Lecture.Packet.7.advection.dispersion.sorption

Lecture.Packet.7.adv - Chap 4 Site properties affecting remediation Sorption My teaching goals for this section of Chapter 4 are for you to 1

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CEE 440 © 2011 Charles J. Werth, University of Illinois at Urbana-Champaign. All rights reserved. 1 My teaching goals for this section of Chapter 4 are for you to: 1) Understand physical and chemical forces that control sorption 2) Determine how soil and sediment properties affect sorption 3) Quantify the effects of linear sorption on contaminant migration in groundwater 4) Appreciate how nonlinear sorption and mass transfer limitations during sorption affect contaminant migration in groundwater Chap. 4. Site properties affecting remediation - Sorption
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CEE 440 © 2011 Charles J. Werth, University of Illinois at Urbana-Champaign. All rights reserved. 2 The fugacity relationship was previously used to examine some general models for sorption (i.e. linear isotherm, Freundlich isotherm). However, site factors affecting sorption were not considered. We now examine the different site factors affecting sorption and we examine how sorption affects the transport of chemicals in the subsurface. Understanding these factors is necessary in order to predict contaminant transport and in order to choose the best remediation technology. First we need a working knowledge of the physics behind sorption. 4.4. Sorption
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CEE 440 © 2011 Charles J. Werth, University of Illinois at Urbana-Champaign. All rights reserved. 3 Three types of bonds or forces control sorption: 1) physical forces or van der Waals forces 4.4.1. Types of forces control sorption 2) covalent forces or chemical forces 3) electrostatic forces - weak forces extending short distances which arise from dipole/induced dipole moments within molecules - heat of adsorption: 5~10 KJ/mol - strong forces extending only short distances which are due to a chemical bond between two atoms - heat of adsorption: 100~400 KJ/mol - moderate forces extending long distances which arise from attraction between oppositely charged molecules (i.e. ions) - heat of adsorption: ~200 KJ/mol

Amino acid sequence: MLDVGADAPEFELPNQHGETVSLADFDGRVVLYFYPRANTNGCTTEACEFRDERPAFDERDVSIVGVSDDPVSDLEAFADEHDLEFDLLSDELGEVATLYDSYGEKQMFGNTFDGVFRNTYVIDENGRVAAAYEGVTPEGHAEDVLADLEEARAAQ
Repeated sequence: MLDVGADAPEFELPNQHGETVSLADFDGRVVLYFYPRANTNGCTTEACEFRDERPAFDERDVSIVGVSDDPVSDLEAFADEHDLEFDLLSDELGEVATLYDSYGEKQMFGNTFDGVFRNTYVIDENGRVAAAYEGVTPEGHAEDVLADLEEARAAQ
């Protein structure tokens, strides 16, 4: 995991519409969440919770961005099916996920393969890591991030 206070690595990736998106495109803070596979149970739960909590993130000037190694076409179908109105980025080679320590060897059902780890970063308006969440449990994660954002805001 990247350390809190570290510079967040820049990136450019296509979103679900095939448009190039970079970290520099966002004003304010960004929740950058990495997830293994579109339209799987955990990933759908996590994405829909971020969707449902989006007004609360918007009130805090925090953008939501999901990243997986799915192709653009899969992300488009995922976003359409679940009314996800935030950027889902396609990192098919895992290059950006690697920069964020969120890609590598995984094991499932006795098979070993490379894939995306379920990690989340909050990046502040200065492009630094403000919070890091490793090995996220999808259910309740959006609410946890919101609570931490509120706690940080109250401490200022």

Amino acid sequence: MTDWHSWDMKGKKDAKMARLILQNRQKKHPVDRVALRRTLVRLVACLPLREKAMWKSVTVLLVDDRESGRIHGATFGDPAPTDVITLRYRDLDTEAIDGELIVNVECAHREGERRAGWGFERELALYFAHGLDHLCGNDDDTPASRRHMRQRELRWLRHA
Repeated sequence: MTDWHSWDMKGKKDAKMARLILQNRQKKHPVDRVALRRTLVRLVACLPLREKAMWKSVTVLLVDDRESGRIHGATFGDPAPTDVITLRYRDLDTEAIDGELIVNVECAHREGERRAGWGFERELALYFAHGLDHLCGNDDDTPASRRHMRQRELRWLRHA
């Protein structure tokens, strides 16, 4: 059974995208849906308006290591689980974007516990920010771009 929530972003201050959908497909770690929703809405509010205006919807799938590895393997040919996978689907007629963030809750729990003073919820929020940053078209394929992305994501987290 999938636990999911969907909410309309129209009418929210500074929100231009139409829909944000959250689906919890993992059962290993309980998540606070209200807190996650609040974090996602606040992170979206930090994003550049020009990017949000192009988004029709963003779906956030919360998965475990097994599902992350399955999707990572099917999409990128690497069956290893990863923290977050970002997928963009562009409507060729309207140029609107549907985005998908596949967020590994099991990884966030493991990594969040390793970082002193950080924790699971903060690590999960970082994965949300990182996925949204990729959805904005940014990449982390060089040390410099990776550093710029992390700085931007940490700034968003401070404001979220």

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CEE 440 © 2011 Charles J. Werth, University of Illinois at Urbana-Champaign. All rights reserved. 4 4.4.2. Types of sorption processes These three forces result in four different types of sorption processes: adsorption, chemisorption, absorption, and ion exchange. 1) Adsorption : 2) Chemisorption : 3) Absorption: 4) Ion Exchange : adsorbed in solution solid organic matter absorbed in solution solid solid ion exchange Me 2+ Oxygen: Me Si or Al: Metal: H Hydrogen: H Me 1+ H chemisorption -- the process by which solutes cling to solid surfaces -- Van der Waals forces -- a process where a solute is incorporated onto a sediment, soil, or rock surface via a chemical reaction -- covalent bonding forces -- occurs when the the solute is taken into a porous matrix -- Van der Waals and electrostatic forces -- occurs when ionic chemicals are attracted to an oppositely charged mineral, soil, or sediment surface and held there by electrostatic forces
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CEE 440 © 2011 Charles J. Werth, University of Illinois at Urbana-Champaign. All rights reserved. 5 4.4.3. Characteristics of soils and sediments -- porous aggregates containing a variety of minerals, natural organic matter types, and black carbon.
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This note was uploaded on 09/30/2011 for the course CEE 440 taught by Professor Werth,c during the Spring '08 term at University of Illinois, Urbana Champaign.

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Lecture.Packet.7.adv - Chap 4 Site properties affecting remediation Sorption My teaching goals for this section of Chapter 4 are for you to 1

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